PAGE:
IMR Press / FBL / Volume 22 / Issue 2 / DOI: 10.2741/4487

Frontiers in Bioscience-Landmark (FBL) is published by IMR Press from Volume 26 Issue 5 (2021). Previous articles were published by another publisher on a subscription basis, and they are hosted by IMR Press on as a courtesy and upon agreement with Frontiers in Bioscience.

Open Access Review

Tumor abolition and antitumor immunostimulation by physico-chemical tumor ablation

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1 The Roberts-Guthman Chair of Immunopharmacology, Department of Clinical Microbiology and Immunology, Sackler Faculty of Medicine, Tel Aviv University, 6997801 Tel Aviv, Israel
Academic Editor:Fabrizio Mattei
Front. Biosci. (Landmark Ed) 2017, 22(2), 310–347;
Published: 1 January 2017
(This article belongs to the Special Issue Role of the immunoenvironment in the progression of solid cancers)

Tumor ablation by thermal, chemical and radiological sources has received substantial attention for the treatment of many localized malignancies. The primary goal of most ablation procedures is to eradicate all viable malignant cells within a designated target volume through the application of energy or chemicals. Methods such as radiotherapy, chemical and biological ablation, photodynamic therapy, cryoablation, high-temperature ablation (radiofrequency, microwave, laser, and ultrasound), and electric-based ablation have been developed for focal malignancies. In recent years a large volume of data emerged on the effect of in situ tumor destruction (ablation) on inflammatory and immune components resulting in systemic anti-tumor reactions. It is evident that in situ tumor ablation can involve tumor antigen release, cross presentation and the release of DAMPS and make the tumor its own cellular vaccine. Tumor tissue destruction by in situ ablation may stimulate antigen-specific cellular immunity engendered by an inflammatory milieu. Dendritic cells (DCs) attracted to this microenvironment, will undergo maturation after internalizing cellular debris containing tumor antigens and will be exposed to damage associated molecular pattern (DAMP). Mature DCs can mediate antigen-specific cellular immunity via presentation of processed antigens to T cells. The immunomodulatory properties, exhibited by in situ ablation could portend a future collaboration with immunotherapeutic measures. In this review are summarized and discuss the preclinical and clinical studies pertinent to the phenomena of stimulation of specific anti-tumor immunity by various ablation modalities and the immunology related measures used to boost this response.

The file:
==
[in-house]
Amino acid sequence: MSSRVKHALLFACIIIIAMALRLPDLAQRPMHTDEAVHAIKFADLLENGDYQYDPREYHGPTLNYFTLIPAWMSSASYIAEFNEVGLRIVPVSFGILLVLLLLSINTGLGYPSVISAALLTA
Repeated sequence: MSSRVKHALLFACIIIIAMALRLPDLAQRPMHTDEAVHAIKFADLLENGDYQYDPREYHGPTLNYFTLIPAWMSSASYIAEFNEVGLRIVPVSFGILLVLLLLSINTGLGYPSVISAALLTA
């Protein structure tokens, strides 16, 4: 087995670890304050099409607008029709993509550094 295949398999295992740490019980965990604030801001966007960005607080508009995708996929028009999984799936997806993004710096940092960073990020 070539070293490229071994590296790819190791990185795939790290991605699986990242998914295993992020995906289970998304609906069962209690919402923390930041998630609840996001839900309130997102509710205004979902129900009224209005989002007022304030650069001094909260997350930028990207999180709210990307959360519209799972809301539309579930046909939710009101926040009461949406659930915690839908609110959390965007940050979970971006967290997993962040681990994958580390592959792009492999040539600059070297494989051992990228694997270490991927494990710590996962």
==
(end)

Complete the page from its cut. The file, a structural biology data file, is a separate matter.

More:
Tumor Ablation
Thermal Ablation
Photodynamic Therapy
Electric based Ablation
Immune Suppression
Anti-tumor Immunity
Clinical Studies
Preclinical Studies
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